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The Need For Standardized Project Management

Henkels & McCoy, Inc. is one of the largest privately held engineering, network development and construction firms serving the communications, information technology and utility industries in the United States. Additional offerings have traditionally included installation, maintenance and training services.

April 07, 2008

Henkels & McCoy, Inc. is one of the largest privately held engineering, network development and construction firms serving the communications, information technology and utility industries in the United States. Additional offerings have traditionally included installation, maintenance and training services. Several years ago, the company, which boasts 4,600 employees in 80 permanent offices and operations facilities across the U.S., identified the need to establish consistent project management throughout its organization.

However, as the company executed these large-scope projects — and set their sites on many more — senior executives began recognizing a need for standardized project management methodology throughout their organization. The benefits to improved project management practices, they determined, would be numerous, including increased efficiency internally and seamless communication with their many large general contracting partners.

"Our industry has become increasingly more sophisticated over the years as people look for enhanced productivity and safety," said Kathy Mills, director of Human Resources. "The complex projects we were winning required that our staff keep pace with industry knowledge."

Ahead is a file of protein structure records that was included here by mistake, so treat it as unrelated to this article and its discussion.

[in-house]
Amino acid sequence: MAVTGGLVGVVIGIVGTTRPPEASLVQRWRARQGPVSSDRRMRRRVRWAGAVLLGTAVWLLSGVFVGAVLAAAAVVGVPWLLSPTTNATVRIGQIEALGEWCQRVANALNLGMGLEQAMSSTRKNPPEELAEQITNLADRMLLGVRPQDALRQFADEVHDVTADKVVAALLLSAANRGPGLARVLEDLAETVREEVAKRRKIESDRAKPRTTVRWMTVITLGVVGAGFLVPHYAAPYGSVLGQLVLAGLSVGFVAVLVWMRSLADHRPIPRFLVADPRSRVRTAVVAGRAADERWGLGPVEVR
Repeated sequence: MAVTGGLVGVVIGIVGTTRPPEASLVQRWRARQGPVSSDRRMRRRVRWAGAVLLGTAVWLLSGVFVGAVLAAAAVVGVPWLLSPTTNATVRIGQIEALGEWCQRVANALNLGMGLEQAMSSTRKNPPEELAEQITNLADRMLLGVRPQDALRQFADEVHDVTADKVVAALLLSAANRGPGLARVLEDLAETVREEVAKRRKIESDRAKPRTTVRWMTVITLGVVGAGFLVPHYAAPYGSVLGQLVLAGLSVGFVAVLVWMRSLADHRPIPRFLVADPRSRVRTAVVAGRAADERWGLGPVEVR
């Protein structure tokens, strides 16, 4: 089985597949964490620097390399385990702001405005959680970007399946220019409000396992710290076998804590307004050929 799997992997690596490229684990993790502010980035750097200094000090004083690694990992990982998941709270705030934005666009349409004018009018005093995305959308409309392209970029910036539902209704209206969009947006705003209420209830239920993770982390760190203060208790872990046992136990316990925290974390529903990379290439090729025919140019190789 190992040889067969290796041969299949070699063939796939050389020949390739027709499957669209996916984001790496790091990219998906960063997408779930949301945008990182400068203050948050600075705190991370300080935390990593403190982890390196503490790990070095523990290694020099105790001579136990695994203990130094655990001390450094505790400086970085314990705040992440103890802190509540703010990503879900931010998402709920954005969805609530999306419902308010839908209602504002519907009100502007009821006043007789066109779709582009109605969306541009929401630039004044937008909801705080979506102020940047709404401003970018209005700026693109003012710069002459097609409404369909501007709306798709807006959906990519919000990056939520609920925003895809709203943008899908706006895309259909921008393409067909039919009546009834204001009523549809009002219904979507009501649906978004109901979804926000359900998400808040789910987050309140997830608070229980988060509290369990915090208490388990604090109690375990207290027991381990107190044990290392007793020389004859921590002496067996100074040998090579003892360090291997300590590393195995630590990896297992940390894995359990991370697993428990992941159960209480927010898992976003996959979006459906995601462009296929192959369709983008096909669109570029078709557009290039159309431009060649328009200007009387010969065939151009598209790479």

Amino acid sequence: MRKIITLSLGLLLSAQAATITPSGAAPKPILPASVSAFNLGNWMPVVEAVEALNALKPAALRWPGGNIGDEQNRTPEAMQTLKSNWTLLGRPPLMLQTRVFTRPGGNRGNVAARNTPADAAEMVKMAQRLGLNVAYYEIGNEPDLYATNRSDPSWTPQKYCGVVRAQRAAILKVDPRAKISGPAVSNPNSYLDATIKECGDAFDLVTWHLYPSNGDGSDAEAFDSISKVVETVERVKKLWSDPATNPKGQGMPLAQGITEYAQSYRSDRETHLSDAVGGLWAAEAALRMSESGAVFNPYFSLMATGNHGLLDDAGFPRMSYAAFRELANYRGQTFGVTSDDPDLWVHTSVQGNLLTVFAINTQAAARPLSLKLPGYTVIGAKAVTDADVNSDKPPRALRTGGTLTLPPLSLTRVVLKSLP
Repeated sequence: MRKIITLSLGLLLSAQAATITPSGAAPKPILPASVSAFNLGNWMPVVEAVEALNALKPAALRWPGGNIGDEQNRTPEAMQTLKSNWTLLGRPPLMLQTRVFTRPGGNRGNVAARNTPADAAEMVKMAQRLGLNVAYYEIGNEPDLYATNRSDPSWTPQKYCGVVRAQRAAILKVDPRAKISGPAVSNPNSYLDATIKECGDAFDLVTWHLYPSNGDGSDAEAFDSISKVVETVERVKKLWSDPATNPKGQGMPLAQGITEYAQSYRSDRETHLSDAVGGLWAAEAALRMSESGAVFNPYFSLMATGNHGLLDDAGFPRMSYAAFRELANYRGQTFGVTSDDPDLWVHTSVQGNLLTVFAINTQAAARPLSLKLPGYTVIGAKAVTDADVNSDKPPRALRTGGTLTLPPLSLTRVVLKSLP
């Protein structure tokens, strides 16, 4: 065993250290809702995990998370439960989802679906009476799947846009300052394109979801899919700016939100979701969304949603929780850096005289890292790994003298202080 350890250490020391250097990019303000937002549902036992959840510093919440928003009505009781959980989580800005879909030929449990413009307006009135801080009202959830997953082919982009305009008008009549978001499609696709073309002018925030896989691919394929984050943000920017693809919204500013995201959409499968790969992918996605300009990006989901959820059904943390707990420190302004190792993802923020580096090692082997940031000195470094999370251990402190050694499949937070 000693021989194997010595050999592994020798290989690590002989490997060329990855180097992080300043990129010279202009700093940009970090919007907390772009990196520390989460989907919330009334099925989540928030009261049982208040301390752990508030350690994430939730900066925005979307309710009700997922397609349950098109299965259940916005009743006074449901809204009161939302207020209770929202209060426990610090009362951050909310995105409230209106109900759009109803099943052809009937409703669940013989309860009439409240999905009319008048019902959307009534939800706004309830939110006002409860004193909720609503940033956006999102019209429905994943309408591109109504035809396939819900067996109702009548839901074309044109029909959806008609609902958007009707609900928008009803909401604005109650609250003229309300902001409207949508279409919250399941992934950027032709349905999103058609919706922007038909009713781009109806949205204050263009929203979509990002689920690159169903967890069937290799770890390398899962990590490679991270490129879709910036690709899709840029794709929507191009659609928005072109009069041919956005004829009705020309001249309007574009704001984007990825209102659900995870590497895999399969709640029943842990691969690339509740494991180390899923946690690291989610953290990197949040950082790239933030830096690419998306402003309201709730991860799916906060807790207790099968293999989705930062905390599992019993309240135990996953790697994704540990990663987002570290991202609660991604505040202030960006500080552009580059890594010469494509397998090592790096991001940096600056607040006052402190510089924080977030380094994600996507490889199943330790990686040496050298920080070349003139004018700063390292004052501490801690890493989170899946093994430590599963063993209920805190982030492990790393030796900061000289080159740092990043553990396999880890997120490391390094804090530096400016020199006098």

Henkels & McCoy sought a project management training provider with the global infrastructure required to easily and consistently deliver high-impact training to its employees. Additionally, the company was looking for a partner that not only understood Henkels & McCoy's complex industry, but would be attentive and mindful of staff workloads and differing styles. Henkels & McCoy chose ESI International.

"We interviewed a number of project management improvement providers from around the country and selected ESI for a number of reasons," Mills explained. "One of the primary reasons was that our people could take courses on their own schedule. Our team is spread across a number of time zones, so we needed a provider that was as geographically diverse as we were."

From the beginning of its partnership with ESI in 2003, Henkels & McCoy's executives were committed to providing training to staff members across a variety of internal levels, ranging from project team members to senior executives. Executive involvement, which included participation from the CEO/president, COO and CFO, helped staff members understand that creating a project management culture was a significant initiative supported at the highest organizational levels.

"We strongly believed all along that, regardless of whether an employee is running projects or running operations, project management skills are important to have," said Mills. "So, we added everybody to the training program, not just project managers. Skills such as team management, motivation, resource management and planning were competencies we wanted all members of our staff to exhibit. ESI's training program brought a formalized approach to these skills."

In 2004, after one year of training with ESI, the executive team at Henkels & McCoy issued an internal "Project Management Challenge." The initiative challenged employees to establish and implement a methodology based on the Project Management Body of Knowledge, which was customized to Henkels & McCoy's industry and internal procedures.

"Skills such as team management, motivation, resource management and planning were competencies we wanted all members of our staff to exhibit. ESI's training program brought a formalized approach to these skills."

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